An angel points to the head of Jesus: this is where the birth of the divine child takes place. (Hans Baldung, 1539, Staatliche Kunsthalle, Karlsruhe)

Peter Paul Rubens
(first half 17th century, private collection)

Mary Magdalene, to the right of the cross, shows with her hands the rising the kundalini energy from the pelvis to the head. (Stained glass, church unknown)

On this painting the sacred marriage is also expressed by combining the colors red (the masculine) and blue (the feminine): the clothing of the angels at Jesus’ left hand, and the clothing of Mary and John. Jesus’ loin cloth is shaped like a serpent (Josse Lieferinxe, ca. 1500, Louvre Museum)

The crucifix code

One of the ways in which artists have incorporated the deeper meaning of the crucifixion is with “the crucifix code”: Jesus hanging on the cross with one and / or two outstretched finger(s). He has made the two one; in him the sacred marriage has taken place.

Also in paintings with Jesus in a different context we see this “sign of the sacred marriage” (see above). When the middle finger is extended, this is a reference to the spine – which is in “the middle” of man – with the awakened divine energy flowing in it.

Whoever types “crucifixion Jesus” on google can easily find dozens of examples of paintings hanging in museums and churches all over the world. So many, that it is surprising that no one has noticed it before (as far as I know). Perhaps the drop of this article in our collective consciousness is going to cause a large ripple?

Juan de Juanes, 1550, Caylus Anticuario, Madrid

This article was published in the Dutch magazine Spiegelbeeld (Nov ’18)
Copyright Anne-Marie Wegh 2018

Anne-Marie Wegh is the author of the book
John the Baptist who became Jesus the Christ

By |2020-06-20T06:43:23+00:00May 2nd, 2020|Spiegelbeeld|Comments Off on The Crucifix Code

Tarot 5. The Hierophant

5. The Hierophant

A hierophant is a high priest who leads religious celebrations. The ancient Greek word hierophantes is contraction of hieros (holy) and phainein (show, reveal). A hierophant is able to initiate others into experiencing the divine. This is, of course, only possible if he is connected to the divine himself, and this leads us to the meaning of the tarot card The Hierophant. It represents the person in whom the sacred marriage (Greek: hieros gamos ) has taken place. The (energetic) duality in him has merged. The Hierophant is rooted in the divine.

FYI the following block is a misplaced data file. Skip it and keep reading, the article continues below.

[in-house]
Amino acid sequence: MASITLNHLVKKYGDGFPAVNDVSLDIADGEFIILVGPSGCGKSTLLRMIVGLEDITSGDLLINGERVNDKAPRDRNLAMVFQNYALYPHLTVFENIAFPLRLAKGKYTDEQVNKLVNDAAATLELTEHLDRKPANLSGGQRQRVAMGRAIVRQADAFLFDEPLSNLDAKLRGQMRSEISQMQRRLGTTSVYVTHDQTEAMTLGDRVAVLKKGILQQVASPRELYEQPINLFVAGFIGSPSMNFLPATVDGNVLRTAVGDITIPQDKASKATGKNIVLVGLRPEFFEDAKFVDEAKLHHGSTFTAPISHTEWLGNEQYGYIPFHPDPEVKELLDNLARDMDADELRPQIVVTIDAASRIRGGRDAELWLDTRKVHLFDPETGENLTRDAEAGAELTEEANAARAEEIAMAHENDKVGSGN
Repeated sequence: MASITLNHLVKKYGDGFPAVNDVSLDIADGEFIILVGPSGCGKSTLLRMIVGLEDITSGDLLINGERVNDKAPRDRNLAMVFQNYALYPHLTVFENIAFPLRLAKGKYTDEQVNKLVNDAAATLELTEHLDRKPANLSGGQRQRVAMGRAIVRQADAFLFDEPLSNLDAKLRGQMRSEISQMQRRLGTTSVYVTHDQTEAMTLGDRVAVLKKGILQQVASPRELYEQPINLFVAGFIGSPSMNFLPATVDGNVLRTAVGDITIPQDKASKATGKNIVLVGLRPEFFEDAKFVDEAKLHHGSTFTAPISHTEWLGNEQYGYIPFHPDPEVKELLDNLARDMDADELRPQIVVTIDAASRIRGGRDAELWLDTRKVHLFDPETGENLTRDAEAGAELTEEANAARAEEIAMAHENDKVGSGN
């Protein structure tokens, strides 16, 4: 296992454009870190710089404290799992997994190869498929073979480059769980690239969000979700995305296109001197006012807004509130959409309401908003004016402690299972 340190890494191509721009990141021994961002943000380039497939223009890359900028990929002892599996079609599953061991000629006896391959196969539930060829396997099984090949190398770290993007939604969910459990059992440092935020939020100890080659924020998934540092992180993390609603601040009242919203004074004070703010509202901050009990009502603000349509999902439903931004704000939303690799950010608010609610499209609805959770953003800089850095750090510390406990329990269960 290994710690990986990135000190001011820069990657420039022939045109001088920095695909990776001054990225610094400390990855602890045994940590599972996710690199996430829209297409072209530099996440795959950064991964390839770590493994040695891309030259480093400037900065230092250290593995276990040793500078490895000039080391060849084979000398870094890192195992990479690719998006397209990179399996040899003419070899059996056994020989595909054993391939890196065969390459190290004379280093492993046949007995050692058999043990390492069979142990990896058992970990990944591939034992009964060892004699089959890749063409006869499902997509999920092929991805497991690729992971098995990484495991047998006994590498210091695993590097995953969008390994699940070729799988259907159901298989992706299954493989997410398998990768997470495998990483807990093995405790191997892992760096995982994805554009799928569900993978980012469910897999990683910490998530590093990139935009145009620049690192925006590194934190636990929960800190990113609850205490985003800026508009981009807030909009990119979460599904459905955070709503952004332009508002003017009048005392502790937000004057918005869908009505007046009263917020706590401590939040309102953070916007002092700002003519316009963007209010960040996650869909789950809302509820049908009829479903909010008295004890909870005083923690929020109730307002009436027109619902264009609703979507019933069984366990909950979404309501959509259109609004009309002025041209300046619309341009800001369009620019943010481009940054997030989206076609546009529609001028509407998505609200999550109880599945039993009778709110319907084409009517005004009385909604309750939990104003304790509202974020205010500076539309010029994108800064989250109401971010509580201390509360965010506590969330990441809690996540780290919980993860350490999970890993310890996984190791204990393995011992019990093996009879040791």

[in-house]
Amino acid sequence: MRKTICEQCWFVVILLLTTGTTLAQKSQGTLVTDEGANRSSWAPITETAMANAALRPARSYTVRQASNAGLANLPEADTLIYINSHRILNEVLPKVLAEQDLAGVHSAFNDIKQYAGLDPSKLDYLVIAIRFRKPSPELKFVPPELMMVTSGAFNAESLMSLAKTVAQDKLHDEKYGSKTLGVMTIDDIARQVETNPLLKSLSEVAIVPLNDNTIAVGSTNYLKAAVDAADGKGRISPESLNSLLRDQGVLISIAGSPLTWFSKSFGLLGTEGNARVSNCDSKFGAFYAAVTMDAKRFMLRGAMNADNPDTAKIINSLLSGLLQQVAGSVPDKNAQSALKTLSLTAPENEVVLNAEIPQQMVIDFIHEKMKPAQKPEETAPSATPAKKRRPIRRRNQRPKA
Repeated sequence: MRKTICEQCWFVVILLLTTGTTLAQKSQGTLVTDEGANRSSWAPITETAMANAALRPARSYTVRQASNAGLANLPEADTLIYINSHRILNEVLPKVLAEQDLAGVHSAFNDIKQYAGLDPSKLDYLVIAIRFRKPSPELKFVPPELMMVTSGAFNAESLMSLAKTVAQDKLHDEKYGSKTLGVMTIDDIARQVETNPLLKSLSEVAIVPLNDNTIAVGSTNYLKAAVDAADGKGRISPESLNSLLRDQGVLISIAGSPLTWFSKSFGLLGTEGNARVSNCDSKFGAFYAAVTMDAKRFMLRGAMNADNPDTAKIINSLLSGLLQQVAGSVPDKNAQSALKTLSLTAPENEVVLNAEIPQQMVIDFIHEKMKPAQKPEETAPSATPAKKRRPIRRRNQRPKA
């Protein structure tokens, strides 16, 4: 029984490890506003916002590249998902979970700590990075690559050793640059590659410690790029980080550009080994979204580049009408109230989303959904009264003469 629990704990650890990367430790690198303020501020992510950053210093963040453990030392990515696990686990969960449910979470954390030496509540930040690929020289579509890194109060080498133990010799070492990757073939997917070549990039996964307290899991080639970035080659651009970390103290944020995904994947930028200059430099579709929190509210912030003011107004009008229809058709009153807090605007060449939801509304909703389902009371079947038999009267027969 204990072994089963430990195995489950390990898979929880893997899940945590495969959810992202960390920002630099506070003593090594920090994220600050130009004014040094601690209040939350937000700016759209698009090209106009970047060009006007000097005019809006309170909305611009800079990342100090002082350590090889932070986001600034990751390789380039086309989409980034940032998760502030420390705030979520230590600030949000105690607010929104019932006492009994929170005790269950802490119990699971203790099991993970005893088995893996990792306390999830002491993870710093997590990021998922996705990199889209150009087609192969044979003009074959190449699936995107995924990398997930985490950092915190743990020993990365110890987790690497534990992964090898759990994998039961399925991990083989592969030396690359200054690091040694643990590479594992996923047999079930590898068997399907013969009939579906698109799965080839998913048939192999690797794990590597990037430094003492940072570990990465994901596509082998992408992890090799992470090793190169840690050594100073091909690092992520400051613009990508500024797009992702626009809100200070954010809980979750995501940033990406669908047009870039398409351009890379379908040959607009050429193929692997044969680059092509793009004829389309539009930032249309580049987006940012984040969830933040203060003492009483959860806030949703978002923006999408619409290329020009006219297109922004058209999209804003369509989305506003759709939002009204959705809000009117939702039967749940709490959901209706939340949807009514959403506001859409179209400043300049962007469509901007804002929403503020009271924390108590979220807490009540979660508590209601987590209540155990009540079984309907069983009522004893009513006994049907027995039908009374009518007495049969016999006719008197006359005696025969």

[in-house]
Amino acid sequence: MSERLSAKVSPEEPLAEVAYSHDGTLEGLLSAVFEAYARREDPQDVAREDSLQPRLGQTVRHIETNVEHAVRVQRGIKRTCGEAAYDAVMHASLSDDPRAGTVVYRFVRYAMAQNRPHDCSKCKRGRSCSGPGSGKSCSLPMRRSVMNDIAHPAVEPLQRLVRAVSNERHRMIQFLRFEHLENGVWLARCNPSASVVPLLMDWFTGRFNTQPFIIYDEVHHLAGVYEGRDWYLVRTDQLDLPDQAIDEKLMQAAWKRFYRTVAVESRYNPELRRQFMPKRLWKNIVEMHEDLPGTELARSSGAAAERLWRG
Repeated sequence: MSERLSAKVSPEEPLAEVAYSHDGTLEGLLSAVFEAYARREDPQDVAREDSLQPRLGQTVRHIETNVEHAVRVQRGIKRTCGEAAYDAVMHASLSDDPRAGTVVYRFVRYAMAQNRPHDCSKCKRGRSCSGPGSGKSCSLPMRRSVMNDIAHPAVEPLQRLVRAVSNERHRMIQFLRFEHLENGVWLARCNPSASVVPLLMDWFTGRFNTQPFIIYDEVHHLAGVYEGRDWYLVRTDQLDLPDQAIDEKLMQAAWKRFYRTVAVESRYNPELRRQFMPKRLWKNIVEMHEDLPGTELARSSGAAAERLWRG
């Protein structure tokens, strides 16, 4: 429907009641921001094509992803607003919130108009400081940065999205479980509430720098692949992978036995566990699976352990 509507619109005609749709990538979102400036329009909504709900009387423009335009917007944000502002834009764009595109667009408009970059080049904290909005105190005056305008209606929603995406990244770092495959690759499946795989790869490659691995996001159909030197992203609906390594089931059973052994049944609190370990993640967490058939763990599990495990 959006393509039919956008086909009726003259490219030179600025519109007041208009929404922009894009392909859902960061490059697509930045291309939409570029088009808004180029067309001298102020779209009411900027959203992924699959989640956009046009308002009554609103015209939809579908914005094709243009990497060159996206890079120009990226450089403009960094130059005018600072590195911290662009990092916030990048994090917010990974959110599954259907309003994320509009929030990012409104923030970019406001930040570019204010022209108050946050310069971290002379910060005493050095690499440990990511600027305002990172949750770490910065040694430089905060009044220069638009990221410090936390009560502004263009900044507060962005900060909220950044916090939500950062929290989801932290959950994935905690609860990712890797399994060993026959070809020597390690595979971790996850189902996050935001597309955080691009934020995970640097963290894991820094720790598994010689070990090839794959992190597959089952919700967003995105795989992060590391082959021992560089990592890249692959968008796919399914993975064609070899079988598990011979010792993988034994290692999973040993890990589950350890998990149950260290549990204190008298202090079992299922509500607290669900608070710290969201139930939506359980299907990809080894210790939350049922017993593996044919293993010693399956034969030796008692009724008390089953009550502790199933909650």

The title Hierophant was originally linked to the mysteries of Eleusis: an ancient Greek mystery tradition whose initiation rites were secret and still are a great mystery. Much later, this title was also applied to people in other situations and capacities. The Hierophant ended up in the tarot through the occult society The Golden Dawn.

The Pope

Card number 5 of the tarot was originally called The Pope. Arthur Waite replaced The Pope for The Hierophant in his Rider-Waite-Smith deck in 1909 and almost all of the tarot decks that followed hereafter took over. However, the deeper meaning of the card has always remained the same. Even when the card was still called The Pope, it represented the person in whom the sacred marriage had taken place.

On the Pope card of the 15th century Visconti-Sforza Tarot we see three references to the holy marriage: the two raised fingers of the Pope; the Greek cross (a cross with equal arms) at the top of its staff; and the hexagonal pattern on its garment, a derivative of the hexagram – the universal symbol for the union of opposites.

The Pope, like the Papess (card number 2), wears a pontifical (papal) tiara: a triple crown. Officially, the three crowns represent the triple power of the pope: priest, teacher, and king. Esoterically, a tiara stands for mastery over body, feeling and thinking.

The Pope of the Visconti-Sforza tarot (1454)

A hexagram

An illustration of the sacred marriage from the alchemical Book of the Holy Trinity (15th century). Man and woman are fused into an androgynous figure. The three crowns around the belly, chest and head represent mastery over the body (the animal instincts, the lower abdomen), feelings (heart) and the mind.

An illustration from the alchemical manuscript Speculum Veritatis, which is located in the library of the Vatican. The alchemist (left) has acquired a triple (the three crowns) kingship (mastership) over earthly matters. The triangle with the point up (the symbol for fire), with the fire in it, stands for the kundalini fire, which has purified the alchemist’s body, feeling and thinking (the three arrows), through which he has achieved this kingship. On the right we see an alchemical oven; symbol for the alchemist’s pelvis and spine, with the fire of the kundalini flowing in it. The three rings on the pipe and the three arrows on the flag represent body, feeling and thinking that are purified in the”oven”.

Charles VI tarot

The Charles VI, or Gringonneur, deck is also from the 15th century; designed for King Charles VI of France. The Pope card of this deck contains symbolism that refers to a kundalini awakening.